What do I mean by this for those of you who still don't understand. All three (Food, Fertilizer and Fuel) are necessities for the people of the world. These are things the world will continue to need (and demand) for the foreseeable future and Saskatchewan has them in abundance.

Food: Saskatchewan being a prairie province is a major food producer with many people making their livelihood as farmers.

Fertilizer: It is also the location of a very large chunk of Potash deposits which is a fertilizer... the price of Fertilizer was bid up to like a $1000 a tonne before it came crashing down. Current spot price is about $400 a tonne... but still way higher than what it had dropped to ($150 a tonne)... at the end of the day farmers might be able to go a year or so without fertilizer, but eventually they need to fertilize to keep crop yields up. Potash Corporation was at one time the darling of the stock market and had the highest market cap of any corporation in Canada. They are headquartered in Regina. (Woohoo stable jobs).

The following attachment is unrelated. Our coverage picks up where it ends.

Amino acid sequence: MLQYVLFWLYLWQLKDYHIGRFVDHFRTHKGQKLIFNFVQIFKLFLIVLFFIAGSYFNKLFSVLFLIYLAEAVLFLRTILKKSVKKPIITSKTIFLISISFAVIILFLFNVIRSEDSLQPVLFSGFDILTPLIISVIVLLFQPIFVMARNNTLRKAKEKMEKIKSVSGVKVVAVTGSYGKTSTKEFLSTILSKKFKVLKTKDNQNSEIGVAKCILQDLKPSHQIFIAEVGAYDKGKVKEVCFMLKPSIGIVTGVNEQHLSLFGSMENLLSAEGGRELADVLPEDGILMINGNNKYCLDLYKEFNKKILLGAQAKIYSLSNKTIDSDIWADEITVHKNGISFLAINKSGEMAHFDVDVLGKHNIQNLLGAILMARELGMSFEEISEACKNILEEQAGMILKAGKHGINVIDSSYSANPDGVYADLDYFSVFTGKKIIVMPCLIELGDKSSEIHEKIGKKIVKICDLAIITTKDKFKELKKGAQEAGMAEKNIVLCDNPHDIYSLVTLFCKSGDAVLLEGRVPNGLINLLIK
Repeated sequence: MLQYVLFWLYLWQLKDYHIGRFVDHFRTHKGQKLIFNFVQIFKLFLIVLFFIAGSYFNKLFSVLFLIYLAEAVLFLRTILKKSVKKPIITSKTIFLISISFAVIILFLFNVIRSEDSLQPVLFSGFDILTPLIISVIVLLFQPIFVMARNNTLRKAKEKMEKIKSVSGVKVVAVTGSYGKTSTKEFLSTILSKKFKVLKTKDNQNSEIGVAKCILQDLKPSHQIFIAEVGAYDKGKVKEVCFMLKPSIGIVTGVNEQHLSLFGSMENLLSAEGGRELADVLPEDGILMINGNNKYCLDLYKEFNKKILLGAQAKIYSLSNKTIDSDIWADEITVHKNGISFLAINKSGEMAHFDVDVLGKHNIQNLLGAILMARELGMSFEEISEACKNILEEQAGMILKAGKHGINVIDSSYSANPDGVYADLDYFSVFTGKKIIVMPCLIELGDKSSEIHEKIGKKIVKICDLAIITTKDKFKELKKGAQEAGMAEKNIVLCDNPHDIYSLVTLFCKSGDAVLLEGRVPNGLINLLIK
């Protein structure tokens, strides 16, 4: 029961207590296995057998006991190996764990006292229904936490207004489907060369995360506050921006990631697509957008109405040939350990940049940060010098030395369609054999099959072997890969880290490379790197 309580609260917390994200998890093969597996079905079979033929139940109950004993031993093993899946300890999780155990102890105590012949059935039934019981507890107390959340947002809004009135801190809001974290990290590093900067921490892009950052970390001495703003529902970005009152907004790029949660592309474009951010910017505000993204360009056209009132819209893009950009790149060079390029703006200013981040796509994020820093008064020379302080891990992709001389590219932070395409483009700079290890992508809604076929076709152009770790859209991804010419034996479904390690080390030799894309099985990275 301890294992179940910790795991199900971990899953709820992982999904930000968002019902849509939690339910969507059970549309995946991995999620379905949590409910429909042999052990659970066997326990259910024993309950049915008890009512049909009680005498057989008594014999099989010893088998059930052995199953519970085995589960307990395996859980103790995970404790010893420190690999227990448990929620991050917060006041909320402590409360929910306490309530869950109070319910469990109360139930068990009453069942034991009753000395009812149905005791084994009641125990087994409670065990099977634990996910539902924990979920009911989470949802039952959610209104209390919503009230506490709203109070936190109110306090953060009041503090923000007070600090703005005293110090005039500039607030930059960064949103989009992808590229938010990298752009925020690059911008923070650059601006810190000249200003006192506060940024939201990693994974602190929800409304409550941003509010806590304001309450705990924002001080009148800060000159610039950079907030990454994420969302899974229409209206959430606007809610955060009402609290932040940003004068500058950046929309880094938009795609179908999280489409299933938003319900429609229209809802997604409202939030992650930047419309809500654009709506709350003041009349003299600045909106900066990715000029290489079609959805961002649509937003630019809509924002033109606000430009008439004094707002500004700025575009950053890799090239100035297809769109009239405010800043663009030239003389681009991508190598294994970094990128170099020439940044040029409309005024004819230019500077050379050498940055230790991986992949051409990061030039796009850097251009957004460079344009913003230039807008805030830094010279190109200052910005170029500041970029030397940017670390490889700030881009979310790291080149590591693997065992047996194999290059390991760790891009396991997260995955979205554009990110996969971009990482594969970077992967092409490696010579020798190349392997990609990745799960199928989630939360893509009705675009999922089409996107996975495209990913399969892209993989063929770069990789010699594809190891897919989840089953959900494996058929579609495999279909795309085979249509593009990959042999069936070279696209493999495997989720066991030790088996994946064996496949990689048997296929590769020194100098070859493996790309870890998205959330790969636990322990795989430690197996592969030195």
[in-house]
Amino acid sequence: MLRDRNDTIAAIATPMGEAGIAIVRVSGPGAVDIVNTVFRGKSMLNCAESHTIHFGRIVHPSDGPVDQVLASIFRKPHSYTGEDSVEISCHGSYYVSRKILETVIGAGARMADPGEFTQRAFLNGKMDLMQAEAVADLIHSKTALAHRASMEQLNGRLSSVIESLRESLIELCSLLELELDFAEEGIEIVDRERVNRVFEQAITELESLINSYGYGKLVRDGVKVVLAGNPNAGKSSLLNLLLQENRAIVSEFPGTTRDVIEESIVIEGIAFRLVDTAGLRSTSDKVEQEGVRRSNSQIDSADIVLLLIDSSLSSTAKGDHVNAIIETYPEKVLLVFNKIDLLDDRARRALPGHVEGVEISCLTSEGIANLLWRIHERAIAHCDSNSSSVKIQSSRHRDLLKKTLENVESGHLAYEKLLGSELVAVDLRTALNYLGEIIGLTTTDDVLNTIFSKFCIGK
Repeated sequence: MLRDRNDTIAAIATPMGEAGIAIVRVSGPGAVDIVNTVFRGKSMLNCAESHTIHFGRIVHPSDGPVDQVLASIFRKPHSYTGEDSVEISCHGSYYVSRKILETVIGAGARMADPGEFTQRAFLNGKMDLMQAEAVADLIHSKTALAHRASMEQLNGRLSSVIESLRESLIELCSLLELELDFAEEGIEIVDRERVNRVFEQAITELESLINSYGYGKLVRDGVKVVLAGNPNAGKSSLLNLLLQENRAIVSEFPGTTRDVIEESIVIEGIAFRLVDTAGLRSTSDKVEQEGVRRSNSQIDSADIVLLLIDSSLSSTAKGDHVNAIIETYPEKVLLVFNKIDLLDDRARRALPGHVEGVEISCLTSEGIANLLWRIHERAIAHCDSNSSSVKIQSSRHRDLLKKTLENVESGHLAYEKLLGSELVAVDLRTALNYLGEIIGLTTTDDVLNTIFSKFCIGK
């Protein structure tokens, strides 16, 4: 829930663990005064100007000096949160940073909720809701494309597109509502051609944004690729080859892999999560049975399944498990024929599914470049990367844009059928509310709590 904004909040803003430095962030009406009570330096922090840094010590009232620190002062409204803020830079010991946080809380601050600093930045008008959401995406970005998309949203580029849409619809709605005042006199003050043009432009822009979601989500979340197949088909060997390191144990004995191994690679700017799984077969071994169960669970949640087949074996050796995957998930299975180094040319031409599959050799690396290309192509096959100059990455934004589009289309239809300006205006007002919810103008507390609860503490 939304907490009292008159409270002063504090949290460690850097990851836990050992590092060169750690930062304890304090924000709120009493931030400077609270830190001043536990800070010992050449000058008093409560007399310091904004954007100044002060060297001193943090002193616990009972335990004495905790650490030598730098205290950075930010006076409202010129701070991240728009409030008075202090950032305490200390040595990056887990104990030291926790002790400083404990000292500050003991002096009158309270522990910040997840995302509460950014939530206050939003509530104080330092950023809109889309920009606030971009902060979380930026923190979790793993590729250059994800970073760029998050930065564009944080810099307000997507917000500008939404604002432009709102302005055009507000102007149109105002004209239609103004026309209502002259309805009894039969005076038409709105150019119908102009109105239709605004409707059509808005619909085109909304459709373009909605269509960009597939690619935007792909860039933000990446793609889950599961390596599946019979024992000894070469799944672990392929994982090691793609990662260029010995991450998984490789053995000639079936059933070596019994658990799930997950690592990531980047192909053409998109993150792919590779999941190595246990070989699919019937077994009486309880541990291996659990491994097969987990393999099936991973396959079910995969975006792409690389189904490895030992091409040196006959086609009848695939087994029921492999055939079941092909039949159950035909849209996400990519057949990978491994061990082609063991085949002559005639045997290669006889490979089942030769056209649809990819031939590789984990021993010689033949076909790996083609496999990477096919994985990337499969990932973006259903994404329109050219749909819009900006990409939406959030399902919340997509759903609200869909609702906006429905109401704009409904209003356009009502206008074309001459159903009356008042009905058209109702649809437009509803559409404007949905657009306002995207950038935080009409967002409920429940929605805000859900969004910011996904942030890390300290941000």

Fuel: Saskatchewan also has oil, gas and uranium deposits. Oil from tar sands, but also from oil shales (Estimated to have about 25 billion to 100 billion barrels of oil in the bakken formation alone). Also Saskatchewan is currently the largest uranium producing region in the world. Think of all those new Nuclear power plants coming online in China and elsewhere in the world. While prices for all types of fuel are still on a major uptrend (apart from the hiccup for the great recession)